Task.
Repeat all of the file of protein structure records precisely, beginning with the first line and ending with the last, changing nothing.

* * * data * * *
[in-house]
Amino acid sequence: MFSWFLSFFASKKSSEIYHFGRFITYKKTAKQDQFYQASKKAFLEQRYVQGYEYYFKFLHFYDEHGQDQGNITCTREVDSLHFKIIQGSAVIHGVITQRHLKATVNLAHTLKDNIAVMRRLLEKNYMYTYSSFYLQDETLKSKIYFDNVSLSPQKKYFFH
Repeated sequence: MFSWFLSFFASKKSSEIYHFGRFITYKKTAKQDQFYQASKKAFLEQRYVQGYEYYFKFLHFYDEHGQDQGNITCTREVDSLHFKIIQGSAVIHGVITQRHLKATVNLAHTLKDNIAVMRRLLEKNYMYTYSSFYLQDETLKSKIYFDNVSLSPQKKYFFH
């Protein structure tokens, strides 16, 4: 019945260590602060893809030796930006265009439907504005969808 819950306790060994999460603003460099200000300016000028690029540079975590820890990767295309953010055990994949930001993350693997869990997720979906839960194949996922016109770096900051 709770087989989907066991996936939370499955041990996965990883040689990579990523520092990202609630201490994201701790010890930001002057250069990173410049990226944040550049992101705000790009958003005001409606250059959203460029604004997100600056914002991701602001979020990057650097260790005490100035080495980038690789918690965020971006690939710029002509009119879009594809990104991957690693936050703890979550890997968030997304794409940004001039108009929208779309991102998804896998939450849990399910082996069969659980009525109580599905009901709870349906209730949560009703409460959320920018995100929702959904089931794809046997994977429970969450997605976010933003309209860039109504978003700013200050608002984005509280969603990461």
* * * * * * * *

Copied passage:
[in-house]
Amino acid sequence: MFSWFLSFFASKKSSEIYHFGRFITYKKTAKQDQFYQASKKAFLEQRYVQGYEYYFKFLHFYDEHGQDQGNITCTREVDSLHFKIIQGSAVIHGVITQRHLKATVNLAHTLKDNIAVMRRLLEKNYMYTYSSFYLQDETLKSKIYFDNVSLSPQKKYFFH
Repeated sequence: MFSWFLSFFASKKSSEIYHFGRFITYKKTAKQDQFYQASKKAFLEQRYVQGYEYYFKFLHFYDEHGQDQGNITCTREVDSLHFKIIQGSAVIHGVITQRHLKATVNLAHTLKDNIAVMRRLLEKNYMYTYSSFYLQDETLKSKIYFDNVSLSPQKKYFFH
């Protein structure tokens, strides 16, 4: 019945260590602060893809030796930006265009439907504005969808 819950306790060994999460603003460099200000300016000028690029540079975590820890990767295309953010055990994949930001993350693997869990997720979906839960194949996922016109770096900051 709770087989989907066991996936939370499955041990996965990883040689990579990523520092990202609630201490994201701790010890930001002057250069990173410049990226944040550049992101705000790009958003005001409606250059959203460029604004997100600056914002991701602001979020990057650097260790005490100035080495980038690789918690965020971006690939710029002509009119879009594809990104991957690693936050703890979550890997968030997304794409940004001039108009929208779309991102998804896998939450849990399910082996069969659980009525109580599905009901709870349906209730949560009703409460959320920018995100929702959904089931794809046997994977429970969450997605976010933003309209860039109504978003700013200050608002984005509280969603990461």